Community Spotlight: Judge Thompson serves community he grew up in

By Hayeon Choi

Being a judge can be a hard work, especially when you are the Chief Justice of the State Court. There are many traits to being a judge, such as patience, firmness, understanding, and compassion. Jason Baine Thompson, Chief Justice at the Fayette County State Court, has all these traits.

“Very detail oriented, very task oriented, and goal oriented. He likes to include others, he is very community minded, and, if he has a task or a goal, he is very focused,” said Whitney Shoemaker, Thompson’s sister.

Thompson cares so much about the community because it’s where his roots are. He attended Fayette County Junior High and Fayette County High School.

Afterward, he went to Maryville College in Tennessee, majoring in political science and minoring in business.

“They did not have a pre-law program, so those were the courses I took,” Thompson said. After four years, he attended the Cumberland School of Law at the campus of Samford University.

“He always wanted to be a lawyer, since I can ever remember,” Shoemaker said. “My mom tells a story, when he was like 10, he went to a neighbor’s yard sale and found some law books, brought them home, and said he was going to be a lawyer.”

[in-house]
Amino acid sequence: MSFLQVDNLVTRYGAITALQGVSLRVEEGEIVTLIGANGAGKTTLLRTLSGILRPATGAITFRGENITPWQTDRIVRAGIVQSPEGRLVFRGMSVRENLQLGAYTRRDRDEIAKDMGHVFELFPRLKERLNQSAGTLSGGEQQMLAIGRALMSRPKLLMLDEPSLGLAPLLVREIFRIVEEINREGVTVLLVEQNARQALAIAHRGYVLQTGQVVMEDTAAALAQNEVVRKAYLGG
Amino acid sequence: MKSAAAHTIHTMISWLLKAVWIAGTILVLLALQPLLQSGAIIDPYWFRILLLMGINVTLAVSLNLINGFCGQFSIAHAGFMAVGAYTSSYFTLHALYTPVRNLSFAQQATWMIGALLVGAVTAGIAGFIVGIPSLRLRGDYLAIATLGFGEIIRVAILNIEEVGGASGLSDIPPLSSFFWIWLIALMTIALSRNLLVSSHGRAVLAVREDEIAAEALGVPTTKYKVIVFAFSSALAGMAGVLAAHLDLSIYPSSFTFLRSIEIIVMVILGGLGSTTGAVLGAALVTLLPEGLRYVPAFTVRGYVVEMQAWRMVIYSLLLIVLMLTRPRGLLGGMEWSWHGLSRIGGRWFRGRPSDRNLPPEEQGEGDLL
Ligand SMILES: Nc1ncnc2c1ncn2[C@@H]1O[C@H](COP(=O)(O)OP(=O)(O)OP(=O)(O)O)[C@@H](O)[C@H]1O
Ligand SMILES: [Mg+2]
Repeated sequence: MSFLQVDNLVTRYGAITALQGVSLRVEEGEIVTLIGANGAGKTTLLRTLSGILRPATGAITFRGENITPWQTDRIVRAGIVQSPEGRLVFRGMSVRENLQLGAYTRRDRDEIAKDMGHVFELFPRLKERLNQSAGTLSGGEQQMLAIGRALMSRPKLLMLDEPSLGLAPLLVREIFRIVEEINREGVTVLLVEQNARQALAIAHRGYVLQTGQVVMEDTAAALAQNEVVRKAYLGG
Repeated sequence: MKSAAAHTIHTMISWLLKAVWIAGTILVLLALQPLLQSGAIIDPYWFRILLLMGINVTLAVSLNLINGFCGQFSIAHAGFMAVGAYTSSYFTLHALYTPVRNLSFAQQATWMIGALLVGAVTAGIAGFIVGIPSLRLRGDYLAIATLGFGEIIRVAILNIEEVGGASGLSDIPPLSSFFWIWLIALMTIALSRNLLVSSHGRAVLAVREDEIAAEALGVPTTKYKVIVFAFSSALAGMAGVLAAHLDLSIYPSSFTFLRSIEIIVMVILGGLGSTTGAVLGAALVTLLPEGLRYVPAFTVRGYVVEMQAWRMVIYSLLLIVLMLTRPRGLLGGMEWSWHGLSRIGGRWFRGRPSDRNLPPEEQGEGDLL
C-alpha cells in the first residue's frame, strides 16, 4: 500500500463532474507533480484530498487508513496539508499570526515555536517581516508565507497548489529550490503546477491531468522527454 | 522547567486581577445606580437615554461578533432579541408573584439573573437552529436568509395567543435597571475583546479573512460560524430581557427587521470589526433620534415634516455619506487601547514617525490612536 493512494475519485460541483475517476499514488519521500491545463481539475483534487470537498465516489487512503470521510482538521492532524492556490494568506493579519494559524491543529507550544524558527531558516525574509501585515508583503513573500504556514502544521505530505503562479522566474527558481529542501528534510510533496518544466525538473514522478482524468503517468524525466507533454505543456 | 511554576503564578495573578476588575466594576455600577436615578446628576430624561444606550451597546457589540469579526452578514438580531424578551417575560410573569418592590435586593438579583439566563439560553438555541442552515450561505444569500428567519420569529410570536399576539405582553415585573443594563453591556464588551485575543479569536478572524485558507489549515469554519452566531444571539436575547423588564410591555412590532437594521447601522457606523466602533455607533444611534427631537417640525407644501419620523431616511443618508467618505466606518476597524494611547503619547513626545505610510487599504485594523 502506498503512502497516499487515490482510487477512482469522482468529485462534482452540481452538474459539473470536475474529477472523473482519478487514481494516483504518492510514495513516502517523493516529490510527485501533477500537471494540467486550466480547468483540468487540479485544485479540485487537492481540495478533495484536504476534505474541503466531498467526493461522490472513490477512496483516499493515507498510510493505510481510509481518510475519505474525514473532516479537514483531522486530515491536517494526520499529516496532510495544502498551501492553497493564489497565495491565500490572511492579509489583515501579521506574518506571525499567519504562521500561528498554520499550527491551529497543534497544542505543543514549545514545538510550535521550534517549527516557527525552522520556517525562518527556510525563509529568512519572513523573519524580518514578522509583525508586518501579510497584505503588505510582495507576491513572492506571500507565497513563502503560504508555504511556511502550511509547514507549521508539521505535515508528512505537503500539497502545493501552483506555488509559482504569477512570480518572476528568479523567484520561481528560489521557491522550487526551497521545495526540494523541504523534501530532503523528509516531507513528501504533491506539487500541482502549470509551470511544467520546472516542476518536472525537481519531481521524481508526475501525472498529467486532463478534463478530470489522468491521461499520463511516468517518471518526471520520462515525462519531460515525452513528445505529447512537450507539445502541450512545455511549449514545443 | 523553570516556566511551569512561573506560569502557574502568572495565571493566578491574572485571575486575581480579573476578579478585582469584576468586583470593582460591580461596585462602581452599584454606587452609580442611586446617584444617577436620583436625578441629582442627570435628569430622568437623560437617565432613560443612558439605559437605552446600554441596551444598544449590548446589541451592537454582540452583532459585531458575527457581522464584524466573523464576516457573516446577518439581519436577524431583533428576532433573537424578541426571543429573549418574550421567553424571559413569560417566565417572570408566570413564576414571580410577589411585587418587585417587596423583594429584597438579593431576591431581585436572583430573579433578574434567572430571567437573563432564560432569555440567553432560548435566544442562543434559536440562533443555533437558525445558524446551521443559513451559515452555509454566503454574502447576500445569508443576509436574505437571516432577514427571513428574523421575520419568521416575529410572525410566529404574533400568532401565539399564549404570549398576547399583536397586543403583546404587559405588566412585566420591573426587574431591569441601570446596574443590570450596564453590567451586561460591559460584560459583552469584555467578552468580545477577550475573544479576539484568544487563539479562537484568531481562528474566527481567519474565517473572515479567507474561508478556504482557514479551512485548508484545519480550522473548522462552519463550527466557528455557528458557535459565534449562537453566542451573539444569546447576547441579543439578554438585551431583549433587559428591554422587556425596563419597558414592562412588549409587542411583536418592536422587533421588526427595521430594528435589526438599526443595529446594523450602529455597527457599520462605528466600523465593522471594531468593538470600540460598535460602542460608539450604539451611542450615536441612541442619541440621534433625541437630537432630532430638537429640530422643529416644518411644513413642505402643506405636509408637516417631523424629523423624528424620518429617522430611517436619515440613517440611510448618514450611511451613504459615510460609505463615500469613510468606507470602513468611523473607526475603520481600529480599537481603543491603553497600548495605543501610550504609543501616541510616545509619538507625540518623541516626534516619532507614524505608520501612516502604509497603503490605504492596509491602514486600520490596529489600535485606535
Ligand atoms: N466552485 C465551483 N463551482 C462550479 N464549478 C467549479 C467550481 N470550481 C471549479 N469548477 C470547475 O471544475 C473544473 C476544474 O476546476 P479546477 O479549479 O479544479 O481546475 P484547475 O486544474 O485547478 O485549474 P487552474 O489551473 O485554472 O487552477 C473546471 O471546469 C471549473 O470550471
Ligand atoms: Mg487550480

Like Atticus Finch in “To Kill a Mockingbird,” Thompson became a lawyer to help people.

Wanting to be a lawyer ever since when he was young, he never thought about becoming a judge. Ten years ago, Thompson was given that opportunity for the first time as a part-time city court judge. Sitting in the judge’s seat was a new perspective for him, as it was the first time looking out at the people in the court instead of facing the judge. Thompson found that he truly enjoyed his new role.

“It was an awesome responsibility, but at the end of the session, I thought it was another way I can help the community,” Thompson said.

Eventually, he did more part-time judging, until he was a full-time judge. By law, Thompson had to meet the minimum age requirement, have a law degree, reside in the county, be in good member standing with the state law, and earn the community’s trust in order to become a state court judge. Meeting all these requirements, Thompson has been a full-time State Court judge the last four years.

Being a State Court judge itself is a hard and busy job, Thompson said. The state courtroom is busy all day long, as Thompson hears pleas, criminal cases, civil cases, bench trial, and jury trials.

“Every case has to be very important because it’s the most important case to the folks out there,” Thompson said.

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